What’s good for you in red wine

I’ve heard two podcasts that contradict each other somewhat as far as what it is in red wine that’s good for you.

According to this Scientific American interview with Charles Bamforth it’s really the alcohol in wine that’s good for your arteries and so you might as well drink beer, and that in fact beer has some health advantages over red wine. Bamforth is the Anheuser-Busch Endowed Professor of Brewing Science at U.C. Davis. (Hmm …)

But according to the November 30, 2006 podcast from Nature, the procyanidins in red wine are particularly good for your arteries. While there may be health benefits from alcohol in general, red wine has unique benefits, especially red wines from certain regions.

Red wine contains the anti-oxidant resveratrol which has received a lot of press. Another Nature podcast (November 2, 2006) reports research that indicates resveratrol has increased life spans in experiments with yeast, flies, worms, and mice, and there is reason to believe it might do the same in humans. However, the amount of resveratrol in red wine is insignificant: you’d have to drink hundreds of gallons of wine a day to get a beneficial dose of resveratrol.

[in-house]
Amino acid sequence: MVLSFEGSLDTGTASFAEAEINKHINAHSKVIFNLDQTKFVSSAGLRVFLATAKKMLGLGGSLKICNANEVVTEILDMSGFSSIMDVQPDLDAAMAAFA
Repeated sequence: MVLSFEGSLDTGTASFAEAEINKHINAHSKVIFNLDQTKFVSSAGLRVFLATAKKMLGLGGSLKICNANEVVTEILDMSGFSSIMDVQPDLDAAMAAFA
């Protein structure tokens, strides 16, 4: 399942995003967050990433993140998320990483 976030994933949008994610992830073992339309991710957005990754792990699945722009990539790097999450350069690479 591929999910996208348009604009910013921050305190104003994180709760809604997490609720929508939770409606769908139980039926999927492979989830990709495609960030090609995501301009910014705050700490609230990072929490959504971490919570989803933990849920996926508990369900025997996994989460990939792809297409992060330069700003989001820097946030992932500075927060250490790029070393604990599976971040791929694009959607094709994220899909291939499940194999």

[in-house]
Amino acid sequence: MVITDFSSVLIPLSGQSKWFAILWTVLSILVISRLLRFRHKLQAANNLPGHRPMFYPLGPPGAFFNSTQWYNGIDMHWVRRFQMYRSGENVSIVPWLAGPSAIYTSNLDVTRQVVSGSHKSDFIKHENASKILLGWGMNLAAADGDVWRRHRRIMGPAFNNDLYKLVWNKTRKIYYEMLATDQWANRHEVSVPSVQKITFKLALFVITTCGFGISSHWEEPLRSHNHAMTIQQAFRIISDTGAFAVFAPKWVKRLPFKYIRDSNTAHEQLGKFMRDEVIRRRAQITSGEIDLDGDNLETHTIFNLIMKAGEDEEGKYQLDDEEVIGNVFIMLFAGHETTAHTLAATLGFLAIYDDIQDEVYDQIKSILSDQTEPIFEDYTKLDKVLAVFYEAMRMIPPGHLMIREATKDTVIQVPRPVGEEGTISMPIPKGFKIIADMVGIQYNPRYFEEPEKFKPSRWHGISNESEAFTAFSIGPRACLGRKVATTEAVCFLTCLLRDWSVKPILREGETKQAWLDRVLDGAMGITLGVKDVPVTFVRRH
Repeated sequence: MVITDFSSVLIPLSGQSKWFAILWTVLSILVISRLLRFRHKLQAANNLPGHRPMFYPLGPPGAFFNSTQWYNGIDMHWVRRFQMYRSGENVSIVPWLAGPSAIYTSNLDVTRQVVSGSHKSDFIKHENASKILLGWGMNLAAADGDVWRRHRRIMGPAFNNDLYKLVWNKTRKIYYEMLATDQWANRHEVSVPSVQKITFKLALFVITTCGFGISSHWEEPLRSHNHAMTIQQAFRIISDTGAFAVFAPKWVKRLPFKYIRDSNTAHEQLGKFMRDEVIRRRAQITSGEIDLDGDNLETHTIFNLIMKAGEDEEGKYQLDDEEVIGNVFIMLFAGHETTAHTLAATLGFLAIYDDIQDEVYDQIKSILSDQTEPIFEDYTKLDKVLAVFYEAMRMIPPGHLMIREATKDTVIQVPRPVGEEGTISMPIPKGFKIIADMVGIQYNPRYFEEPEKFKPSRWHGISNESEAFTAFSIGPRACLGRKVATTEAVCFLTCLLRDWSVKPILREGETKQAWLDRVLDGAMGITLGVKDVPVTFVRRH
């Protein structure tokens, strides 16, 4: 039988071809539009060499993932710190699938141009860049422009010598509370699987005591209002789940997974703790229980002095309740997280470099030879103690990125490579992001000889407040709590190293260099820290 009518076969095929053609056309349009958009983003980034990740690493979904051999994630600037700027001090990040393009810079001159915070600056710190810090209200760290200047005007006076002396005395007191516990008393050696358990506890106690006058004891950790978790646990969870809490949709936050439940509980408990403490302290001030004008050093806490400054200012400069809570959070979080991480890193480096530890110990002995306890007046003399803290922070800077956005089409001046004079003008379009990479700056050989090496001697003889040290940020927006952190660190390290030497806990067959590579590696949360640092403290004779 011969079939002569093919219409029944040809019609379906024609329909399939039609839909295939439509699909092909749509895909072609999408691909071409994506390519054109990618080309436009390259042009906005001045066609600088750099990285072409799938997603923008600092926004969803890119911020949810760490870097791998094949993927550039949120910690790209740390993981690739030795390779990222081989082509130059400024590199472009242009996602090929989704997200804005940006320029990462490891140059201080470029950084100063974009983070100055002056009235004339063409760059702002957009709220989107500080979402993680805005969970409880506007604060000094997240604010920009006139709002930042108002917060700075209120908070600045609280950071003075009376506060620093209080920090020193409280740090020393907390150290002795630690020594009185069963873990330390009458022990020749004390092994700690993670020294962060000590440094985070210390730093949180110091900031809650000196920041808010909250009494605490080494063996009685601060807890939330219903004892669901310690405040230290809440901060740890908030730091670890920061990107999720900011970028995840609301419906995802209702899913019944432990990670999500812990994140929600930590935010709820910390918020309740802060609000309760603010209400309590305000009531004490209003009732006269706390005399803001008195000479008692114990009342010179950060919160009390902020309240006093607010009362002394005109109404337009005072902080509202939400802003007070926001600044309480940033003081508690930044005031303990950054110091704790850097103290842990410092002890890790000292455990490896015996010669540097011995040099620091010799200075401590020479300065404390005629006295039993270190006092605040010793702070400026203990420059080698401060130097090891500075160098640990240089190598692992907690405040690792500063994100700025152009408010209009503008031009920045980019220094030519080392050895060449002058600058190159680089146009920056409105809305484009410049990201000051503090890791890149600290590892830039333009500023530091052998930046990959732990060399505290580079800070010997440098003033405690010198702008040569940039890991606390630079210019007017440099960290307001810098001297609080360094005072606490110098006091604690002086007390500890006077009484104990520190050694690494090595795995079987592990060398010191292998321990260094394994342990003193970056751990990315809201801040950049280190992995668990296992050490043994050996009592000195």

Unlike resveratrol, there are enough procyanidins in a glass of red wine to make a difference. This has been tested by extracting the procyanidins and testing it on cultured endothelial cells. Also, people live longer in the regions that produce wines especially high in procyanidins, namely Sardinia and southwestern France. Here’s the Nature article reporting the research.

It seems that it may not be the soil in certain areas but rather the wine making traditions that increase the procyanidin levels. Vintners in these areas leave the crushed grape seeds in with the juice longer.

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4 thoughts on “What’s good for you in red wine

  1. John,

    I think Aristotle may have given us the correct answer to this conundrum of dueling podcasts: “seek moderation in all things”.

    I also think perhaps for all of our hypotheses and liquid chromatography and mass spectrometers and carefully measured results, we can’t really isolate all the variables for the complex problem of how arteries clog and how to prevent it. There’s too much opinion reflected in the “facts” these studies present. There’s also a fundamental acceptance that everyone has the same body chemistry and therefore one size fits all with the solution.

  2. Jerzy: It’s disturbing that someone could get away with that. Still, the article says “the cardiovascular benefits of resveratrol have also been established in other researchers’ work.” This confirmation is key.

    Science needs to be reproduced to be credible. Not just to guard against fraud, but more importantly, to keep from being fooled by coincidence, sloppy technique, cognitive bias, statistical ineptitude, etc. There are many reasons an honest scientist could be wrong, and they’re much more common than fraud.

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